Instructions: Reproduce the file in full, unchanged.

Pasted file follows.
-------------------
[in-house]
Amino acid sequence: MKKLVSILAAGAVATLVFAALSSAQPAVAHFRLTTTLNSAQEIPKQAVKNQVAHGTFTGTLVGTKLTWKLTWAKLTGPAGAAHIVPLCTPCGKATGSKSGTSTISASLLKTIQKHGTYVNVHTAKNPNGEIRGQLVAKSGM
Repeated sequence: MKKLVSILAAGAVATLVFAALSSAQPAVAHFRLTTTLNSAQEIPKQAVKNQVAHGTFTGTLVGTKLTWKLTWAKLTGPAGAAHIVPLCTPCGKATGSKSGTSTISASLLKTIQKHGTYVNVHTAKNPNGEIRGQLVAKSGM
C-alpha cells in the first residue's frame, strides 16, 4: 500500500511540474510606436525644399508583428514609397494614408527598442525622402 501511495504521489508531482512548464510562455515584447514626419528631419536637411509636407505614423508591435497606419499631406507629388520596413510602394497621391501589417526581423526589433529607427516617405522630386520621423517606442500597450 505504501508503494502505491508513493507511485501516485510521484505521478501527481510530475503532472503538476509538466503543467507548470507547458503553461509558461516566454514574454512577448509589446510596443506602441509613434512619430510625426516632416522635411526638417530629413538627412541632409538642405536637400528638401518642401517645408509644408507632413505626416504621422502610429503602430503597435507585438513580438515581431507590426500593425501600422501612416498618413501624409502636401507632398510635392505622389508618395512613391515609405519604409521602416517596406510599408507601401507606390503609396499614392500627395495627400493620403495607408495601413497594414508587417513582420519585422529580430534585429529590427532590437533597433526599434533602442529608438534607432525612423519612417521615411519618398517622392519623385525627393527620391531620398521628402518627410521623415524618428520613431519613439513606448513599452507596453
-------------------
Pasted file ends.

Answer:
[in-house]
Amino acid sequence: MKKLVSILAAGAVATLVFAALSSAQPAVAHFRLTTTLNSAQEIPKQAVKNQVAHGTFTGTLVGTKLTWKLTWAKLTGPAGAAHIVPLCTPCGKATGSKSGTSTISASLLKTIQKHGTYVNVHTAKNPNGEIRGQLVAKSGM
Repeated sequence: MKKLVSILAAGAVATLVFAALSSAQPAVAHFRLTTTLNSAQEIPKQAVKNQVAHGTFTGTLVGTKLTWKLTWAKLTGPAGAAHIVPLCTPCGKATGSKSGTSTISASLLKTIQKHGTYVNVHTAKNPNGEIRGQLVAKSGM
C-alpha cells in the first residue's frame, strides 16, 4: 500500500511540474510606436525644399508583428514609397494614408527598442525622402 501511495504521489508531482512548464510562455515584447514626419528631419536637411509636407505614423508591435497606419499631406507629388520596413510602394497621391501589417526581423526589433529607427516617405522630386520621423517606442500597450 505504501508503494502505491508513493507511485501516485510521484505521478501527481510530475503532472503538476509538466503543467507548470507547458503553461509558461516566454514574454512577448509589446510596443506602441509613434512619430510625426516632416522635411526638417530629413538627412541632409538642405536637400528638401518642401517645408509644408507632413505626416504621422502610429503602430503597435507585438513580438515581431507590426500593425501600422501612416498618413501624409502636401507632398510635392505622389508618395512613391515609405519604409521602416517596406510599408507601401507606390503609396499614392500627395495627400493620403495607408495601413497594414508587417513582420519585422529580430534585429529590427532590437533597433526599434533602442529608438534607432525612423519612417521615411519618398517622392519623385525627393527620391531620398521628402518627410521623415524618428520613431519613439513606448513599452507596453